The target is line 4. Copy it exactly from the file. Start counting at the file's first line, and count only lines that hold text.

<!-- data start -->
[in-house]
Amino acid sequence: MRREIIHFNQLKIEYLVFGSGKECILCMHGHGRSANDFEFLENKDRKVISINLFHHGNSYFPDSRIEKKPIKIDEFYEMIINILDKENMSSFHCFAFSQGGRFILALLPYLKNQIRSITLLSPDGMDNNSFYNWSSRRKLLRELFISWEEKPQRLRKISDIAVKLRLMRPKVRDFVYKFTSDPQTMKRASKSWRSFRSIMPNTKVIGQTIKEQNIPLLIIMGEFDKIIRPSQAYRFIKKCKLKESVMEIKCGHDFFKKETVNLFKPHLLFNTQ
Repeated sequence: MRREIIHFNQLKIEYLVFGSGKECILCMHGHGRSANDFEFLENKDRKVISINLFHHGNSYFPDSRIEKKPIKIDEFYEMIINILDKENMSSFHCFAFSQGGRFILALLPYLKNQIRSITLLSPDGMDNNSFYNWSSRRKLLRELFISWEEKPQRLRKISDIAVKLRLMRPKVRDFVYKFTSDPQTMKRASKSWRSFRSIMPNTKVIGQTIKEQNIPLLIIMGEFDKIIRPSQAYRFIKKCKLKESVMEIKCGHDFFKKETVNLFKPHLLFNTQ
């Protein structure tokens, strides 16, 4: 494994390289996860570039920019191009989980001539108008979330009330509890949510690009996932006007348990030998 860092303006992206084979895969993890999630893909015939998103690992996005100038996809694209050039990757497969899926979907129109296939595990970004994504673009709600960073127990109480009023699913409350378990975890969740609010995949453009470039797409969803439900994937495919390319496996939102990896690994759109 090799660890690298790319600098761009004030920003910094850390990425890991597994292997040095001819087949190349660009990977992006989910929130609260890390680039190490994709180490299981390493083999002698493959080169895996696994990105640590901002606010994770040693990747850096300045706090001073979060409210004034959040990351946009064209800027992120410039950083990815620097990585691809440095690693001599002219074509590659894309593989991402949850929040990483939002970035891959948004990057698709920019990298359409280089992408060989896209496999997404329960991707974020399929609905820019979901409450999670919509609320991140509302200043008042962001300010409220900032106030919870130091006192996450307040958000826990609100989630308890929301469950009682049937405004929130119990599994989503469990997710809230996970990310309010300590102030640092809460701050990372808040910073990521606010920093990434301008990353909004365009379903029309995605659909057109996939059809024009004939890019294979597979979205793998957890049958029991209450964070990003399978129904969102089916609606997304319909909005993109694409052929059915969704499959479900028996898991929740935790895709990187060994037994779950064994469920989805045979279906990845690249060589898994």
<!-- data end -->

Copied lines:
């Protein structure tokens, strides 16, 4: 494994390289996860570039920019191009989980001539108008979330009330509890949510690009996932006007348990030998 860092303006992206084979895969993890999630893909015939998103690992996005100038996809694209050039990757497969899926979907129109296939595990970004994504673009709600960073127990109480009023699913409350378990975890969740609010995949453009470039797409969803439900994937495919390319496996939102990896690994759109 090799660890690298790319600098761009004030920003910094850390990425890991597994292997040095001819087949190349660009990977992006989910929130609260890390680039190490994709180490299981390493083999002698493959080169895996696994990105640590901002606010994770040693990747850096300045706090001073979060409210004034959040990351946009064209800027992120410039950083990815620097990585691809440095690693001599002219074509590659894309593989991402949850929040990483939002970035891959948004990057698709920019990298359409280089992408060989896209496999997404329960991707974020399929609905820019979901409450999670919509609320991140509302200043008042962001300010409220900032106030919870130091006192996450307040958000826990609100989630308890929301469950009682049937405004929130119990599994989503469990997710809230996970990310309010300590102030640092809460701050990372808040910073990521606010920093990434301008990353909004365009379903029309995605659909057109996939059809024009004939890019294979597979979205793998957890049958029991209450964070990003399978129904969102089916609606997304319909909005993109694409052929059915969704499959479900028996898991929740935790895709990187060994037994779950064994469920989805045979279906990845690249060589898994």